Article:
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Hello, my name is Norm Young, and I am Microsoft MVP from St. Catharines, Ontario, Canada. I am a 20 plus year data professional who has recently made the shift to the collaboration space using Microsoft Lists, Microsoft Teams and SharePoint. Microsoft asked if I would share both the way I approach leveraging technology and highlight a few recent custom solutions I put together. I’m thrilled to be here, so – here, we go.
Many of the solutions I have built using Microsoft Lists reflect the current state of a business process. When I worked in higher education, we used Lists to track student exchange program information (school name, start/end dates, current student counts etc.). In my current role we use Microsoft Lists to track our new customer onboarding program (client name, contact information, products to onboarding, major milestones etc.). Business processes tend to have multiple stages with start and end dates, persons responsible, and other forms of supporting metadata that make the execution of the business process possible. Additional value is brought to the Lists experience through the integration with other apps and services like the Power Platform with list data serving as the foundation for applications developed using Power Apps, workflows using Power Automate and reporting using Power BI.
When I develop solutions using Microsoft Lists, I take a configure-first approach where the existing out-of-the-box functionality is evaluated to see if the minimum viable product can be achieved without customization. If this is not possible then extending functionality is undertaken.
In the not so recent past, if I needed to hide or rearrange columns in the list new/edit form I had use Power Apps and by doing so I created technical debt that someone would have to own and maintain. Don’t get me wrong, I think Power Apps is a great development platform but not all solutions require customization. In the current state of the new/edit form hiding columns or rearranging columns is as simple as deselecting a checkbox or dragging columns into the desired order with no Power Apps customization required.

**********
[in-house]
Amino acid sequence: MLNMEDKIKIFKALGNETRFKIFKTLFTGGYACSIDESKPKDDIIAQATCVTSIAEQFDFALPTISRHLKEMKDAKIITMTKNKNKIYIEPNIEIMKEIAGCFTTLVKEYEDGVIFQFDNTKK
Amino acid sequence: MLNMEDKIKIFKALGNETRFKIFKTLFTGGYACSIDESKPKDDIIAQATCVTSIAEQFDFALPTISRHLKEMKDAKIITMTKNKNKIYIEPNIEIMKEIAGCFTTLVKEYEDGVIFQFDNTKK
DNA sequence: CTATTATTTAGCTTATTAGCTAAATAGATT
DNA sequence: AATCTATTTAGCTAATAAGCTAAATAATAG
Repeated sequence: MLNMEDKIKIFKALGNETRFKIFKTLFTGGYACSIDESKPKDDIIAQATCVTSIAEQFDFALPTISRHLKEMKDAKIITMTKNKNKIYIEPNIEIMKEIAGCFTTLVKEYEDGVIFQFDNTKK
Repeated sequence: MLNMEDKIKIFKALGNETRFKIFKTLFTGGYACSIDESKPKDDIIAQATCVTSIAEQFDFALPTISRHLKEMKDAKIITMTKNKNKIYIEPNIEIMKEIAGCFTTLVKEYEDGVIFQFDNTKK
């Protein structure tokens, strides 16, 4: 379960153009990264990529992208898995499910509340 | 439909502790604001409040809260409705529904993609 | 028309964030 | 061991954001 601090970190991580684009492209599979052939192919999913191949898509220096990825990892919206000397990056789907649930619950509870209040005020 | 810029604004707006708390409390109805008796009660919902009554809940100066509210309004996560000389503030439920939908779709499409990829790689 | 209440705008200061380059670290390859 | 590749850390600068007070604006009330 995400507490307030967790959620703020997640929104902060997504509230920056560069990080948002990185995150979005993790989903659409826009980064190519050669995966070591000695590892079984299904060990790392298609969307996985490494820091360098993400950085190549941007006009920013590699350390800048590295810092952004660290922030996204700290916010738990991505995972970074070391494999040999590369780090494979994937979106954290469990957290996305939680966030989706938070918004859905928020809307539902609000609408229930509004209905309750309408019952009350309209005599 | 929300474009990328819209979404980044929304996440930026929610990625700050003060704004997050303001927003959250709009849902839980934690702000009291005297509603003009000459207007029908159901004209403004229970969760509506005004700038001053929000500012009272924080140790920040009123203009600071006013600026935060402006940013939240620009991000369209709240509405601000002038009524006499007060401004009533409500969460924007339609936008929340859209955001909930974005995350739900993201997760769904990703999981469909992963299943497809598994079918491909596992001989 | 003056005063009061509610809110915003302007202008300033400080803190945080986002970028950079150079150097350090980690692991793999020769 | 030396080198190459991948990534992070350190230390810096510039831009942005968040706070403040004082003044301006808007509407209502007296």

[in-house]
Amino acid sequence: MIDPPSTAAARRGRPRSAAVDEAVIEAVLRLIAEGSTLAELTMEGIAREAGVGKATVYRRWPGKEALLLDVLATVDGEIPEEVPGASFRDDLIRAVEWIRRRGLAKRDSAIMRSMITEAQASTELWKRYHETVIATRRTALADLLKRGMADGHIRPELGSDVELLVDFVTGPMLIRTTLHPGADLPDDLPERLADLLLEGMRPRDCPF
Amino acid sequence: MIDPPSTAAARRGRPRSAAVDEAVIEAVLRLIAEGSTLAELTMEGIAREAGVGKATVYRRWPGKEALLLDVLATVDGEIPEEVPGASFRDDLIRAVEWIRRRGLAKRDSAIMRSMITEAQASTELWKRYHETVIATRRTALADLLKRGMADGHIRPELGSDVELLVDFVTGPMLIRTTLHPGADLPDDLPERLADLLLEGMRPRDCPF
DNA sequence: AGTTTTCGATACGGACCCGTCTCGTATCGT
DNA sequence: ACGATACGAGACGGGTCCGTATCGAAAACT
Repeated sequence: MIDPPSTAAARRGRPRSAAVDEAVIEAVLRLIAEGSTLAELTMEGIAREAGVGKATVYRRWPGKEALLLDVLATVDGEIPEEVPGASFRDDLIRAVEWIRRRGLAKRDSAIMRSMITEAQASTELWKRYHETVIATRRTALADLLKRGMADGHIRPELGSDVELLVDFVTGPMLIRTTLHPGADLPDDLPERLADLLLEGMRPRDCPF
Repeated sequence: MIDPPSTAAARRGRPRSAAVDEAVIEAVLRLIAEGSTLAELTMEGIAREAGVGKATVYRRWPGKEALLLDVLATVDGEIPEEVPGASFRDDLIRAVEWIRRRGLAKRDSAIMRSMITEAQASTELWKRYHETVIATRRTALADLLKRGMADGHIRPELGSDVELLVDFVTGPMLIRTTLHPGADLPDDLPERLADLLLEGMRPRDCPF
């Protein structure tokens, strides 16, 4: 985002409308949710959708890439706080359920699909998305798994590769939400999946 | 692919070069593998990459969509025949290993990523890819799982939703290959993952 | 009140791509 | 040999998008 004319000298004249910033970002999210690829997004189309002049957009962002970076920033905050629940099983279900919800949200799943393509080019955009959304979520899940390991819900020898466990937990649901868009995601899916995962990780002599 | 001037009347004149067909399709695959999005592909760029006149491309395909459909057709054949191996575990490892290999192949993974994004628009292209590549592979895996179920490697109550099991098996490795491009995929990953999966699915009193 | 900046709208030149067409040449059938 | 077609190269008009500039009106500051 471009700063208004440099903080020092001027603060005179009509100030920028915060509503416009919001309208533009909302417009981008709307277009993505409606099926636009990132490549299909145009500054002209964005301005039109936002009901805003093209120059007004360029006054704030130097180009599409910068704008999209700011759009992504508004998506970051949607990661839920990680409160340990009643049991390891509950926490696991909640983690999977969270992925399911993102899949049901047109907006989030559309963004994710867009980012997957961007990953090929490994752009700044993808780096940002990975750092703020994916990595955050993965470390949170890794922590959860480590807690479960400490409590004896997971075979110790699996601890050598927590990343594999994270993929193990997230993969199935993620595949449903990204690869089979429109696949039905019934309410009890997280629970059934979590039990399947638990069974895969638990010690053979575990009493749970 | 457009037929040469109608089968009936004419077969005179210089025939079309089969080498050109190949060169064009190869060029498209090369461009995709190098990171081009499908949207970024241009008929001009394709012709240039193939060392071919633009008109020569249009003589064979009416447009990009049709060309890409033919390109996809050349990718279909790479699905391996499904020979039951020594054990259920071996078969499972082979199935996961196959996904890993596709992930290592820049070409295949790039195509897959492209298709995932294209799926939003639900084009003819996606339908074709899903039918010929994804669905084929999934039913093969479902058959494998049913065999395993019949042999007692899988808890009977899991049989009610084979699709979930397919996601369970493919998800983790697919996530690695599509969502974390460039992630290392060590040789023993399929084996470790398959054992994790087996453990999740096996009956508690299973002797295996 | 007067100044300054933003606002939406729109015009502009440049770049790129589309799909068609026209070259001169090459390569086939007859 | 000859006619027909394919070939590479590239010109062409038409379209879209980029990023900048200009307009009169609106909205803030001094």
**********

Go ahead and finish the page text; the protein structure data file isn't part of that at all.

In contrast, if the solution requires customization and the value of that customization outweighs the cost the technical debt then customization is the right choice. While working in higher-ed, I developed a Microsoft Lists based solution that was used to track multi-factor authentication token assignments to users. The token identifier was a very long string of numbers with an associated barcode. If we implemented a no-customization solution the user would be forced to manually enter the identifier. This implementation would be prone to data entry error and would be unnecessarily mundane. Integrating Power Apps meant we could use the barcode scanner control to eliminate data entry errors and improve the user experience. In this case the cost of technical debt is outweighed by better data quality and improved user experience.
Because of their availability and low barrier to use, Microsoft Lists are leveraged in many ways. Below are the use cases shown in the above video – with additional context and a few tips and tricks along the way for why and how I customized lists to create business solutions.
Use case | Application submission solution using Forms, Microsoft Lists and Power Automate
Lists can be used to store response data from Microsoft Forms using Power Automate allowing for additional information tracking or analysis using Power BI. Integrating these tools helps to create a self-service platform for enhancing and modernizing business processes. Check out this blog article to learn more: Get responses from Forms to Microsoft Lists using Power Automate.
Connect Microsoft Forms to Power Automate flows to capture and populate Microsoft Lists list items.